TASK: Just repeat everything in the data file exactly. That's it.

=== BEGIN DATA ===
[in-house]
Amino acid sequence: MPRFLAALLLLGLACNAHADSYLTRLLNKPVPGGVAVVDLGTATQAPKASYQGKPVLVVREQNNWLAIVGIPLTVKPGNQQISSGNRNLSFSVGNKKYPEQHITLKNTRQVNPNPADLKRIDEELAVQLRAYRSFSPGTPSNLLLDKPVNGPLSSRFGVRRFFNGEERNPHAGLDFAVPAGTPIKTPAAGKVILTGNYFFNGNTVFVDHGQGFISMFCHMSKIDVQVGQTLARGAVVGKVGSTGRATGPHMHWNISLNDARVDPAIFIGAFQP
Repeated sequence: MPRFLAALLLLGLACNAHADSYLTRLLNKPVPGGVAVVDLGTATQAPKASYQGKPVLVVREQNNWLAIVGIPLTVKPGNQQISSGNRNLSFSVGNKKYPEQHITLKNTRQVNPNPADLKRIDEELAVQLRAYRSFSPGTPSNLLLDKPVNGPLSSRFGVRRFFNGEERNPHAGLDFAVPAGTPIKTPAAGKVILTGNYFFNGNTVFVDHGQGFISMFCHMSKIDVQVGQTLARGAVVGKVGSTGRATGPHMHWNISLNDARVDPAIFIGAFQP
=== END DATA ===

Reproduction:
[in-house]
Amino acid sequence: MPRFLAALLLLGLACNAHADSYLTRLLNKPVPGGVAVVDLGTATQAPKASYQGKPVLVVREQNNWLAIVGIPLTVKPGNQQISSGNRNLSFSVGNKKYPEQHITLKNTRQVNPNPADLKRIDEELAVQLRAYRSFSPGTPSNLLLDKPVNGPLSSRFGVRRFFNGEERNPHAGLDFAVPAGTPIKTPAAGKVILTGNYFFNGNTVFVDHGQGFISMFCHMSKIDVQVGQTLARGAVVGKVGSTGRATGPHMHWNISLNDARVDPAIFIGAFQP
Repeated sequence: MPRFLAALLLLGLACNAHADSYLTRLLNKPVPGGVAVVDLGTATQAPKASYQGKPVLVVREQNNWLAIVGIPLTVKPGNQQISSGNRNLSFSVGNKKYPEQHITLKNTRQVNPNPADLKRIDEELAVQLRAYRSFSPGTPSNLLLDKPVNGPLSSRFGVRRFFNGEERNPHAGLDFAVPAGTPIKTPAAGKVILTGNYFFNGNTVFVDHGQGFISMFCHMSKIDVQVGQTLARGAVVGKVGSTGRATGPHMHWNISLNDARVDPAIFIGAFQP